As advertised in the Los Angeles press, “On July 30, 1978, the Second Zoot Suit Riot begins,” and it did. Zoot Suit played to sold-out houses for eleven months—breaking all previous records for Los Angeles theater. While the Los Angeles production continued to run, another production opened in New York on March 25, 1979, the first (and only) Chicano play to open on Broadway. Although audiences were enthusiastic, the New York critics were not, and the play was closed after a four-week run. Hurt, but undaunted, Valdez could have the satisfaction that the play continued to be the biggest hit ever in Los Angeles and a motion picture contract had been signed.
Zoot Suit marked an important turning point in Valdez’s relationship with El Teatro Campesino as he began to write for actors outside the group. This experience introduced
Valdez to the Hollywood Latino and non-Latino talent pool, suddenly bringing him into contact with a different breed of artist. With a large population of professionals at his disposal, Valdez’s vision had to expand. No longer surrounded by sincere, but sometimes limited talent, Valdez could explore any avenue of theater he desired. The success of the Los Angeles run of Zoot Suit enabled our playwright/director to move more seriously into filmmaking. Valdez adapted and directed Zoot Suit as a motion picture in 1981.
The collaboration with a non-Hispanic theater company and subsequent move into Hollywood film making was inevitable for Valdez; the natural course for a man determined to reach as many people as possible with his message and with his art. Theater was his life’s work, it was in his blood, but so was the fascinating world of film and video.
With the financial success of Zoot Suit, Valdez purchased an old packing house in San Juan Bautista and had it converted into a theater for the company. This new playhouse and administrative complex was inaugurated in 1981 with a production of David Belasco’s 1905 melodrama Rose of the Rancho, adapted by Valdez. This old fashioned melodrama was an ideal play for San Juan Bautista, because it was based on actual historical figures and events that had occurred in that town in the nineteenth century. Played as a revival of the melodrama genre, the play could be taken for face value, a tongue-in-cheek taste of history replete with stereotypes and misconceptions.
The experiment with Rose of the Rancho served as a kind of motivation for Valdez, inspiring him to write the second play in this collection, Bandido! which he then directed in 1982 in the Teatro’s theater. This was Valdez’s personal adaptation of the melodrama genre but with a distinctly Valdezian touch as we will see later.
Valdez wrote and directed Corridos for the 1983 season, producing this elaboration of the earlier exercises in San Francisco’s Marine’s Memorial Theater, a large house that was filled to capacity for six months. The San Francisco production garnered eleven awards from the Bay Area Theater Critics Circle before moving on to residencies in San Diego and Los Angeles.
All of his interaction in Hollywood and his own sense of history inspired Valdez to write the final play in this collection, I Don’t Have to Show You No Stinking Badges!, first produced by El Teatro Campesino and the Los Angeles Theatre Center in 1986. This production represented the beginning of yet another phase for Valdez and his company. El Teatro Campesino was no longer a full-time core of artists, living and creating collectively under Valdez’s direction. Instead, the company began to contract talent only for the rehearsal and performance period. El Teatro Campesino became a producing company with Valdez at the helm as Artistic Director and writer. After great success in Los Angeles, Badges! was co- produced with the San Diego Repertory Theater and the Burt Reynolds Dinner Theatre in Jupiter, Florida. While the Teatro continued to produce, Valdez began to focus his efforts more on writing and directing films.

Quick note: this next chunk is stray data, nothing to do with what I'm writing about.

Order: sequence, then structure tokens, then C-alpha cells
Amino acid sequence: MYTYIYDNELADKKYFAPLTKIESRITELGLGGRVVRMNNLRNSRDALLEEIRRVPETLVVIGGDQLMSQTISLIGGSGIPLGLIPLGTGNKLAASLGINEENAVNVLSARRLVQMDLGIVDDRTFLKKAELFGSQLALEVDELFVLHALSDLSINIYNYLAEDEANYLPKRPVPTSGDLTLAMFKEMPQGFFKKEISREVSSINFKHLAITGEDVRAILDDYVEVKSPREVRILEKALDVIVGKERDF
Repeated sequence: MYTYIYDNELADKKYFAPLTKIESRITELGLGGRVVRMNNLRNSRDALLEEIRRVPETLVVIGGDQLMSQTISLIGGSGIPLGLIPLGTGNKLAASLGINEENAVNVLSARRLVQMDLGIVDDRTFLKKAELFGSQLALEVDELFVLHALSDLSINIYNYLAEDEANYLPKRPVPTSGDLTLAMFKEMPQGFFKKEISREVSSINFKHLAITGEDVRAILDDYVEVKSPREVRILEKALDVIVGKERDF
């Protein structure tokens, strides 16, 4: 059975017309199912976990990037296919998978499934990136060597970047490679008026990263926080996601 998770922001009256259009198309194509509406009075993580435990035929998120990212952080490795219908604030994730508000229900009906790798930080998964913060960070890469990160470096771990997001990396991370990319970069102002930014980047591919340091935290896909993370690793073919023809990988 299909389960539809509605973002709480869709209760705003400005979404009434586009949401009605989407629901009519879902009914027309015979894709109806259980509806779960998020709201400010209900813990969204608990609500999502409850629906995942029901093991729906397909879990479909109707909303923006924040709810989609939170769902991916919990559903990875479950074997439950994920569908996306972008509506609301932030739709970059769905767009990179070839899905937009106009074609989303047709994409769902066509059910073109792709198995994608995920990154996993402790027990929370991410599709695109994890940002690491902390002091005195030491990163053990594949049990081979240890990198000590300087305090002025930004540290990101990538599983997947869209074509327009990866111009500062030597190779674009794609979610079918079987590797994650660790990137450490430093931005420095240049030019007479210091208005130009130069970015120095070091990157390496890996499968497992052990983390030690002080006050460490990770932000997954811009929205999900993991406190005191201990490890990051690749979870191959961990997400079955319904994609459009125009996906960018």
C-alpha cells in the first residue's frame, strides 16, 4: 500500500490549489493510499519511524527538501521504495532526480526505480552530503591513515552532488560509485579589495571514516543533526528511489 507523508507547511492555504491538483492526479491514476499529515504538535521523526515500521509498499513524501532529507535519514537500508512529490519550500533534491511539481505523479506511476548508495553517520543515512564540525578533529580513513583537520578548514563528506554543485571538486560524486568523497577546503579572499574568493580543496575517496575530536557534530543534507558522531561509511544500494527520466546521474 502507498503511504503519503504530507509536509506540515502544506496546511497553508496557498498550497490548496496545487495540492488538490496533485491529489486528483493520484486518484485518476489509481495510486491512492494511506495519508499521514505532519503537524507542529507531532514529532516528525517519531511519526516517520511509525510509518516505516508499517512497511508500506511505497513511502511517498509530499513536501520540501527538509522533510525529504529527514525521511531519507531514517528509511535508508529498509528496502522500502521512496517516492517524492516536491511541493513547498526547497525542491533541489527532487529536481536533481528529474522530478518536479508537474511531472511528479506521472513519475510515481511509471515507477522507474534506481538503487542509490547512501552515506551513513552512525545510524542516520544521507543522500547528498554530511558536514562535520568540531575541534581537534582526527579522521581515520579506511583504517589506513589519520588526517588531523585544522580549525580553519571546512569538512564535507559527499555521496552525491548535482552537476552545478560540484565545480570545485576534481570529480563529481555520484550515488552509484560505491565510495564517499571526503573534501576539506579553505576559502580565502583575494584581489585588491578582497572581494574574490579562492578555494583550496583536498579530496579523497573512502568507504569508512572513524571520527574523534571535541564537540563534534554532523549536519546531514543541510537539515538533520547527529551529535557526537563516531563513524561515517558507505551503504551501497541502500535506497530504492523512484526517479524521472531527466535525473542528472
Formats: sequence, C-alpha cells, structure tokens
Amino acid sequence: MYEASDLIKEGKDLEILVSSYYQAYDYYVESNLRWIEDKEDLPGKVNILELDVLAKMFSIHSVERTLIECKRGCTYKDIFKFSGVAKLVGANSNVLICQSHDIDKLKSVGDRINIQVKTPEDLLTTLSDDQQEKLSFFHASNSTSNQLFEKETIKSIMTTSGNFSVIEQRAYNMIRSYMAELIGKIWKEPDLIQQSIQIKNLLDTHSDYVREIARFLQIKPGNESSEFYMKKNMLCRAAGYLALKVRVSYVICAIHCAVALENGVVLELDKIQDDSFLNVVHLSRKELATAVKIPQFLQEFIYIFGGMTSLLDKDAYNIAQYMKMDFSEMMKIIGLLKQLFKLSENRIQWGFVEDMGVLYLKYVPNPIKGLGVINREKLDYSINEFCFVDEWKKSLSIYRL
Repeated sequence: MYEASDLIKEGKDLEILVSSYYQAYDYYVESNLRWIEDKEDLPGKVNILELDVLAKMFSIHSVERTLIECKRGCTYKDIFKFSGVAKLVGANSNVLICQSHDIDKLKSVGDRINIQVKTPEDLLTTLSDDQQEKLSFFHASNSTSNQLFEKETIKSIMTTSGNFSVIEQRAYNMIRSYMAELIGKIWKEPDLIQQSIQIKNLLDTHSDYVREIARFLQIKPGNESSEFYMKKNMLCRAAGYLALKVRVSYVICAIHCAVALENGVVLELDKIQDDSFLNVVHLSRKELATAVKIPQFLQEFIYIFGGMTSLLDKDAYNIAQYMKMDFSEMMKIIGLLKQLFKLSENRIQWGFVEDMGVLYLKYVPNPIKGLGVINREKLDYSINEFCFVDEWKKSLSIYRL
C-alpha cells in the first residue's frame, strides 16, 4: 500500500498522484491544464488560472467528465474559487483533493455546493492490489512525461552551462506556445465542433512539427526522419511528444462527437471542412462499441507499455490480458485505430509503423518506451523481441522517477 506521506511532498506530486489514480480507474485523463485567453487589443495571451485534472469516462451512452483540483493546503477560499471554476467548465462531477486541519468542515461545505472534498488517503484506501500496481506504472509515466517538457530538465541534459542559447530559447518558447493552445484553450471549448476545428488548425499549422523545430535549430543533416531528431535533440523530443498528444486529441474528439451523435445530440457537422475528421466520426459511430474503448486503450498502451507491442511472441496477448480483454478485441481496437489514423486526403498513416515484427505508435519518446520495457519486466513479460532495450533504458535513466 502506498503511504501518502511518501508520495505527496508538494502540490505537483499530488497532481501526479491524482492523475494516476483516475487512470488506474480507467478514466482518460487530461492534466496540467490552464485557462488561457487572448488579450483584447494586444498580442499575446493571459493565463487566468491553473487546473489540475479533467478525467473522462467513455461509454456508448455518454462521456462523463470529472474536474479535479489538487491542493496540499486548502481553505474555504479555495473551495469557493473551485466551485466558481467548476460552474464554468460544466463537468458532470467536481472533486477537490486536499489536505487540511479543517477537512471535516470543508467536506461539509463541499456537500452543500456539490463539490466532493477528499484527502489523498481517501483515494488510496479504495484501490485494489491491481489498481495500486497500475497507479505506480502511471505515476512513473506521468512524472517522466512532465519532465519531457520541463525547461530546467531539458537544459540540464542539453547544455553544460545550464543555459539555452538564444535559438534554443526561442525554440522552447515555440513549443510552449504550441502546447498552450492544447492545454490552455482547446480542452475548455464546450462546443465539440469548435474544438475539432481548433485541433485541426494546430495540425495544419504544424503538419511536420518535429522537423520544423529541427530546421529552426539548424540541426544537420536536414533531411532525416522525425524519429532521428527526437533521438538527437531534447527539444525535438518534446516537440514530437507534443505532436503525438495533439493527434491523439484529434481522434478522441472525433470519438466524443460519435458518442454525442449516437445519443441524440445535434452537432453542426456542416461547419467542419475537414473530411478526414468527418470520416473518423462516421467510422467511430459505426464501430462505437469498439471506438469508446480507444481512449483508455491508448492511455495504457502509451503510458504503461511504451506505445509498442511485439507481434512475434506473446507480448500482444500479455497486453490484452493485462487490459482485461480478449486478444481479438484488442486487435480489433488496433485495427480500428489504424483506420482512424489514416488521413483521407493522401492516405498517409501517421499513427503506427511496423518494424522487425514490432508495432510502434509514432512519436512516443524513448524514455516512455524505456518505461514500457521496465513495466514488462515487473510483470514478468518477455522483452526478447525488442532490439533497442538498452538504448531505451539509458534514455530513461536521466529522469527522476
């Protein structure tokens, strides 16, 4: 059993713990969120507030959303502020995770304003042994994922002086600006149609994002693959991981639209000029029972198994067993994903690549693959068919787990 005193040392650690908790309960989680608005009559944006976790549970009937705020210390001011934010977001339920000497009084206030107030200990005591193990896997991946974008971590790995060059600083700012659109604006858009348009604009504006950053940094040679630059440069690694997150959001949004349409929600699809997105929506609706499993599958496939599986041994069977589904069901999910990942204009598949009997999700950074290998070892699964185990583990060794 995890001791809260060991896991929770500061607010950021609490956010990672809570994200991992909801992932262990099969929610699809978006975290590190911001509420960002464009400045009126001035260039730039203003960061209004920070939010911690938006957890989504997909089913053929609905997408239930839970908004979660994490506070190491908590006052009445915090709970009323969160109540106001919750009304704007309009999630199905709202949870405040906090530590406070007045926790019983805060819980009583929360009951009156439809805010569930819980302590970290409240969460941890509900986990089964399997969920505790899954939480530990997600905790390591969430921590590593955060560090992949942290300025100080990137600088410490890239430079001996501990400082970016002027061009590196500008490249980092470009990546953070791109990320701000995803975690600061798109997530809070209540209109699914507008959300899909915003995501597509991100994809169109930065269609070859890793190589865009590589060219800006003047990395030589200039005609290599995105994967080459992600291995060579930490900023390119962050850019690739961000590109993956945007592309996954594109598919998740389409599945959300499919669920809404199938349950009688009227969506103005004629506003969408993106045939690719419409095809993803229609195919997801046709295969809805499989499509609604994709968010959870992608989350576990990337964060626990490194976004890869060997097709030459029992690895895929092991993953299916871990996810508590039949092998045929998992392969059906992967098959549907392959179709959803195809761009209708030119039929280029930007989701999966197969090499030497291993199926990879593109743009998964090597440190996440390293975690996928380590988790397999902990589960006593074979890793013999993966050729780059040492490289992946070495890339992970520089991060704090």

Valdez directed “La Bamba,” the sleeper hit of the summer of 1987, finally opening up the doors that had been so difficult to penetrate for so many years. “When I drove up to the studio gate,” Valdez related, following the success of his film, “the guard at the gate told me that the pastries were taken to a certain door. The only other Mexican he ever saw delivered the pastries.” That same year our playwright adapted and directed the earlier Corridos into a PBS version titled “Corridos: Tales of Passion and Revolution,” starring Linda Rondstadt and featuring himself as narrator. This production won the Peabody Award, the Pulitzer Prize of broadcasting.
Following the success of “La Bamba” and “Corridos,” Valdez continued to work on other projects for television and film as he also took his position as the leading Chicano filmmaker in Hollywood. Ever the activist, Valdez helped form the Latino Writers Group, which he
hoped would pressure the studios to produce films written by Latinos. “The embryo is the screenplay,” he said. “The embryo, in fact, is what is written on the page. This is where you begin to tell the difference between a stereotype and reality.”
In 1991, Valdez adapted and directed La Pastorela, or Shepherd’s Play for a great performances segment on PBS. This television production is based on the traditional Christmas play, which El Teatro Campesino has produced in the mission at San Juan Bautista for many years. That same year, Valdez and his wife, Lupe, co-scripted a motion picture based on the life of Frida Kahlo, for production in 1992. Plans were also underway for a revival of Bandido! in San Juan Bautista during the 1992 season as well as a re-mounting of Zoot Suit for a national tour.To continue with the answer check on mycoursewriter.com/